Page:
11
ilPinguino
169d

1. It's gonna be more and more specialized - to the point where we'll equal or even outdo the medical profession. Even today, you can put 100 techs/devs into a room and not find two doing the same job - that number will rise with the advent of even more new fields, languages and frameworks.

2. As most end users enjoy ignoring all security instructions, software and hardware will be locked down. This will be the disadvantage of developers, makers and hackers equally. The importance of social engineering means the platform development will focus on protecting the users from themselves, locking out legitimate tinkerers in the process.

3. With the EU getting into the backdoor game with eTLS (only 20 years after everyone else realized it's shit), informational security will reach an all-time low as criminals exploit the vulnerabilities that the standard will certainly have.

4. While good old-fashioned police work still applies to the internet, people will accept more and more mass surveillance as the voices of reason will be silenced. Devs will probably hear more and more about implementing these or joining the resistance.

5. We'll see major leaks, both as a consequence of mass-surveillance (done incompetently and thus, insecurely) and as activist retaliation.

6. As the political correctness morons continue invading our communities and projects, productivity will drop. A small group of more assertive devs will form - not pretty or presentable, but they - we - get shit done for the rest.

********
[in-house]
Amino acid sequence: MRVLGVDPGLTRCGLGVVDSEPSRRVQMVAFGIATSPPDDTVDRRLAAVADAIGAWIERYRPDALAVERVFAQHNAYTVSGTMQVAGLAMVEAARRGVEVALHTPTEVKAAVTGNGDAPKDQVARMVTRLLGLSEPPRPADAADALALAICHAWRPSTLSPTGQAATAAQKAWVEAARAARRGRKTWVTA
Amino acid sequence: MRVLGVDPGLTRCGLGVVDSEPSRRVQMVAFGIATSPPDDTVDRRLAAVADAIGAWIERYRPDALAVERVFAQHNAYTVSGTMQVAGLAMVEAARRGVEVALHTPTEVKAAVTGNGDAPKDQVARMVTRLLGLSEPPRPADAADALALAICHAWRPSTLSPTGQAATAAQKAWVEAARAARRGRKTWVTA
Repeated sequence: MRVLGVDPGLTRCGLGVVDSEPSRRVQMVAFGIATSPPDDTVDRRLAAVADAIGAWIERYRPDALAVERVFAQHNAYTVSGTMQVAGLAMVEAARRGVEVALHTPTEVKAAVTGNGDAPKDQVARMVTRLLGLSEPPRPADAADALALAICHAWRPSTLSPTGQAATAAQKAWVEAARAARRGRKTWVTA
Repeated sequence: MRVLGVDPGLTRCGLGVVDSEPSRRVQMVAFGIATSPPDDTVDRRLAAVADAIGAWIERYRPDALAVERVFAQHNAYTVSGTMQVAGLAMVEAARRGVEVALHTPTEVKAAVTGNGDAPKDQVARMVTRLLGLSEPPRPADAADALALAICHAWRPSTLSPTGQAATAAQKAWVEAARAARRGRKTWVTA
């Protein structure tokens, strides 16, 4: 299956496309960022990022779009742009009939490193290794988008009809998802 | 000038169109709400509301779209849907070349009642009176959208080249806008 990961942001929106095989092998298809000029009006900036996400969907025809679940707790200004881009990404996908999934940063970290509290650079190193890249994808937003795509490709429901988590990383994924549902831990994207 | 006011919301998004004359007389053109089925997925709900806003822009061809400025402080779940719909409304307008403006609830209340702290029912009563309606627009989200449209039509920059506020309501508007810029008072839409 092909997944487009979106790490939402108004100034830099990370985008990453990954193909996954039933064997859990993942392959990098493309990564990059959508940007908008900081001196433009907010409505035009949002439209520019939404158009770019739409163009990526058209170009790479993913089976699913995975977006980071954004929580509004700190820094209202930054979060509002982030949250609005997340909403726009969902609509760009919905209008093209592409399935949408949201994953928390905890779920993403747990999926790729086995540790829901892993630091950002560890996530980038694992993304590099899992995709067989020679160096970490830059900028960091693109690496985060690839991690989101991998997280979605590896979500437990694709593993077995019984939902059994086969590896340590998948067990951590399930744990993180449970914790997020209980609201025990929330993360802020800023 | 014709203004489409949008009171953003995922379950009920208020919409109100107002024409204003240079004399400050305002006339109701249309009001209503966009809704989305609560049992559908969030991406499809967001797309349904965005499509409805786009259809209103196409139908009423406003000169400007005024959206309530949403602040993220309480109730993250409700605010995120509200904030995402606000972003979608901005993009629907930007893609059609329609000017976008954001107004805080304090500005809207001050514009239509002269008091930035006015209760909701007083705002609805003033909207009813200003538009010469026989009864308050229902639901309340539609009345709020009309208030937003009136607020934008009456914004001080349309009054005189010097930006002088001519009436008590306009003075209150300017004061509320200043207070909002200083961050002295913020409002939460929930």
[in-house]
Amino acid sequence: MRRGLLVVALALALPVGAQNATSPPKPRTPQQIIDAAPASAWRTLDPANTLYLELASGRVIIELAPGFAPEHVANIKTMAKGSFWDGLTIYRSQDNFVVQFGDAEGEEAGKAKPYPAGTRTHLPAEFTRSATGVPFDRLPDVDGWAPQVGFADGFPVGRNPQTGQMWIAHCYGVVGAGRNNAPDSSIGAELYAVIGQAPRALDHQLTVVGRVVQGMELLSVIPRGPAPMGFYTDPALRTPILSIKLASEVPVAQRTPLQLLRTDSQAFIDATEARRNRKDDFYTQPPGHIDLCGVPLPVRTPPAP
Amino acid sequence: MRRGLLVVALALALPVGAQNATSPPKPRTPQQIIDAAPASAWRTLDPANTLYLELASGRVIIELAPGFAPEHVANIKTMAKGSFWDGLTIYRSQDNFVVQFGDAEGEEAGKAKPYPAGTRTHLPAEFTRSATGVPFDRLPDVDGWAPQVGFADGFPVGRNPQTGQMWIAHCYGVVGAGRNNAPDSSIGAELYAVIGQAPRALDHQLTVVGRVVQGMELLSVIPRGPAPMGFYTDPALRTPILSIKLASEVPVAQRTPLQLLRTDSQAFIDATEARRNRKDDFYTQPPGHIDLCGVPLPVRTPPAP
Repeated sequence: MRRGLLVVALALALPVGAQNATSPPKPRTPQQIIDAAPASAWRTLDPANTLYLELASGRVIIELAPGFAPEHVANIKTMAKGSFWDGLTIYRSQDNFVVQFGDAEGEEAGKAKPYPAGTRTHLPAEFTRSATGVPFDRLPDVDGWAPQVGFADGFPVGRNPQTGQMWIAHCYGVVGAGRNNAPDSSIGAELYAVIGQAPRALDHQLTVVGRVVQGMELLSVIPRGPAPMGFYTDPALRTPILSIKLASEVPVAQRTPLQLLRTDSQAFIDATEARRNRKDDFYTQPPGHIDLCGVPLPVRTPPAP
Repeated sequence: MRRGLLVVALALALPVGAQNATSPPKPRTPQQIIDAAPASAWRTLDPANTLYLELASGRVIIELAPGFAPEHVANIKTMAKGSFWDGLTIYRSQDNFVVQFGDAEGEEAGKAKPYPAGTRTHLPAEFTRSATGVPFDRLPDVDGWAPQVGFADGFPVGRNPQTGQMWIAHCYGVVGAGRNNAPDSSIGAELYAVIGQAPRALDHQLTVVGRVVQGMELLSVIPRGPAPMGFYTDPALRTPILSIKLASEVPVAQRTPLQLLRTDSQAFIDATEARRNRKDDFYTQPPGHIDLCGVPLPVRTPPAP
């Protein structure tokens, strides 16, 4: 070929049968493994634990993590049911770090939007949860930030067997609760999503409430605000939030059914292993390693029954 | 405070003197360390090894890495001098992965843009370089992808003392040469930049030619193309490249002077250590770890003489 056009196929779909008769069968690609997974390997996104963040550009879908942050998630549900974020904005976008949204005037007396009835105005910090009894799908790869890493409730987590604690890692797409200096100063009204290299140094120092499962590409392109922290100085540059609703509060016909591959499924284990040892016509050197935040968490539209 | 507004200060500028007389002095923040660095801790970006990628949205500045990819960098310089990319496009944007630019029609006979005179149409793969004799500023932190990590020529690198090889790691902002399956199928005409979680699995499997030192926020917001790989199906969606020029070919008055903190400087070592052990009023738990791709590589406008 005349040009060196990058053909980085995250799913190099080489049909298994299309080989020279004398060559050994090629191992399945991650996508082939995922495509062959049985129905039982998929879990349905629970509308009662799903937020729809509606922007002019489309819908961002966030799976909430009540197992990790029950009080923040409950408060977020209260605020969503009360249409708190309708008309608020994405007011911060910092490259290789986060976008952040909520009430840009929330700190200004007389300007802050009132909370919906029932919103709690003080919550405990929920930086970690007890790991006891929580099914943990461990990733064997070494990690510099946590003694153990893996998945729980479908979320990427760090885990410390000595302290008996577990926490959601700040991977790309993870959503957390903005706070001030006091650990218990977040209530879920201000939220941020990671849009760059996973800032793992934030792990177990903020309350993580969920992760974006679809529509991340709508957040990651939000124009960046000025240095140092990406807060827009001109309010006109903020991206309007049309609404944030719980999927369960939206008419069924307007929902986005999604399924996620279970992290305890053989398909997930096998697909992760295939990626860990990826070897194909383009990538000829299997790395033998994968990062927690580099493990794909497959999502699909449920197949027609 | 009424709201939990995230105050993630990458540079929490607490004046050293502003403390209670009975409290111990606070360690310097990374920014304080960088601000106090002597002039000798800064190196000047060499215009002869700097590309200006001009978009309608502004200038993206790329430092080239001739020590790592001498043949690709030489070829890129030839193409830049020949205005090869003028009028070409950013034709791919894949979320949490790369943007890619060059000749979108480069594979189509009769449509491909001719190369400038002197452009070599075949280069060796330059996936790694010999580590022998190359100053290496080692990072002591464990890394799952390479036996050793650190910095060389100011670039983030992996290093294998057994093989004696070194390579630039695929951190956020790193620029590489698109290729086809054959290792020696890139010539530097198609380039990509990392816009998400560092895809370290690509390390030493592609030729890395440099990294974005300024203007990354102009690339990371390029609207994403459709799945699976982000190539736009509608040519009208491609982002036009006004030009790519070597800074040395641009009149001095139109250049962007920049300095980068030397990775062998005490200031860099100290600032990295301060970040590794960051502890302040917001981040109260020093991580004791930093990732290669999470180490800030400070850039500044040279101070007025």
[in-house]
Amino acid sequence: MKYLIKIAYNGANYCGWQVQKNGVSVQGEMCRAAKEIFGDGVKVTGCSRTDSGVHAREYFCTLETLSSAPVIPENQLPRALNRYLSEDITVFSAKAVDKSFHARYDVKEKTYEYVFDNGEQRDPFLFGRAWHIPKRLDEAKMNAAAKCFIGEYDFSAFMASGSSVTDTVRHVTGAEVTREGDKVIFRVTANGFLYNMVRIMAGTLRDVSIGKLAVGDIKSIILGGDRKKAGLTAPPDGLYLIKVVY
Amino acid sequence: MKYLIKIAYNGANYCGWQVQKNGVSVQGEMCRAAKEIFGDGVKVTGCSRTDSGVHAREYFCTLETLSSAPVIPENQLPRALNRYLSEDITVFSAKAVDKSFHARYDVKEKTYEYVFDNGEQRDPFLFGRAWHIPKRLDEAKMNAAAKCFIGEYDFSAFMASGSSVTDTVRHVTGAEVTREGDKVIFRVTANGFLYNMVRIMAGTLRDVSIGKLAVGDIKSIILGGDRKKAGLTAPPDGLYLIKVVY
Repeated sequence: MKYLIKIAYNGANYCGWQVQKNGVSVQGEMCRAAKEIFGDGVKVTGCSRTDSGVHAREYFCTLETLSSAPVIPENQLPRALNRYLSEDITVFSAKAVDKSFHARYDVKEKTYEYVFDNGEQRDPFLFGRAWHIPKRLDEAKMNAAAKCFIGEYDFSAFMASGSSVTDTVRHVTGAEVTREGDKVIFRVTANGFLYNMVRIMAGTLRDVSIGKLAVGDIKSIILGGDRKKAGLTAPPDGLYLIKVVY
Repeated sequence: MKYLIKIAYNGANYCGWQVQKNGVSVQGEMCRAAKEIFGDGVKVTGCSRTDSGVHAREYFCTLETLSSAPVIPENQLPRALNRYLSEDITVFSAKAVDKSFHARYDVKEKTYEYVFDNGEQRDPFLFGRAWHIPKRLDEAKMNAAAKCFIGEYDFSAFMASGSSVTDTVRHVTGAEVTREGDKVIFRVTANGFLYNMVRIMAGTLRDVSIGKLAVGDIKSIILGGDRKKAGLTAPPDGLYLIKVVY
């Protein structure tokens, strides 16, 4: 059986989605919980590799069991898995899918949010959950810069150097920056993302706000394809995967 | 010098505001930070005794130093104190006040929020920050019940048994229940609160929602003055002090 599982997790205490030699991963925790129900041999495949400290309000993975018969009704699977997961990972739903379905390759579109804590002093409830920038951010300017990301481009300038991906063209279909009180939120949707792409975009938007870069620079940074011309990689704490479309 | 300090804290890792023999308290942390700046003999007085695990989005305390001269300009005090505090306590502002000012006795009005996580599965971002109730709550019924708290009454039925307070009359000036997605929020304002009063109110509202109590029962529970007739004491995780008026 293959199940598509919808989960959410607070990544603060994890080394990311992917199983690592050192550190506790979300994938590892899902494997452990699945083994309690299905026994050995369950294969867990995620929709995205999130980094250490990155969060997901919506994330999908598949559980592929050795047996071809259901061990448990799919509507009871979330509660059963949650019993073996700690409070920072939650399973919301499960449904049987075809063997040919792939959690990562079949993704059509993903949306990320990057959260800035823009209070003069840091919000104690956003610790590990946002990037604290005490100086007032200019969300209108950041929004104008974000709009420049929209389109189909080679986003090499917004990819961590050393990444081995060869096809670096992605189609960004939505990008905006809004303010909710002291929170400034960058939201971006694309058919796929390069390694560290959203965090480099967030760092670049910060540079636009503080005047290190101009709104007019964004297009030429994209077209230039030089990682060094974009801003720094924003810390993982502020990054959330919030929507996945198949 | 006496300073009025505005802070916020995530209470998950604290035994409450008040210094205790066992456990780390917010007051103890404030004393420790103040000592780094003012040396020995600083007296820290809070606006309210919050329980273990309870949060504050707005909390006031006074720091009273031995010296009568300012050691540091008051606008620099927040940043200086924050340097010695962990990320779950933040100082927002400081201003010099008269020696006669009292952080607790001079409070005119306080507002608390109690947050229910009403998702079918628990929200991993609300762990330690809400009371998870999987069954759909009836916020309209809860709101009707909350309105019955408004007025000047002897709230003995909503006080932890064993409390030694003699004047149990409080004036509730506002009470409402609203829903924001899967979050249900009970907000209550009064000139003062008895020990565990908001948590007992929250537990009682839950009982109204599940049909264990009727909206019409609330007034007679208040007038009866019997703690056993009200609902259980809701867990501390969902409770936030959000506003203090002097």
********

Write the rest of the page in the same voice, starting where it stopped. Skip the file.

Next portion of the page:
7. With IT becoming more and more public, pseudo-knowledge, FUD and sales bullshit will take over and, much like we're already seeing it in the financial sector, drown out any attempt of useful education. There will be a new silver-bullet, it will be useless. Like the rest. Stick to brass (as in IDS/IPS, Firewall, AV, Education), less expensive and more effective.

8. With the internet becoming a part of the real life without most people realizing it and/or acting accordingly, security issues will have more financial damages and potentially lethal consequences. We've already seen insulin pumps being hacked remotely and pacemakers' firmware being replaced without proper authentication. This will reach other areas.

9. After marijuana is legalized, dev productivity will either plummet or skyrocket. Or be entirely unaffected. Who cares, I'll roll the next one.

10. There will be new JS frameworks. The world will turn, it will rain.

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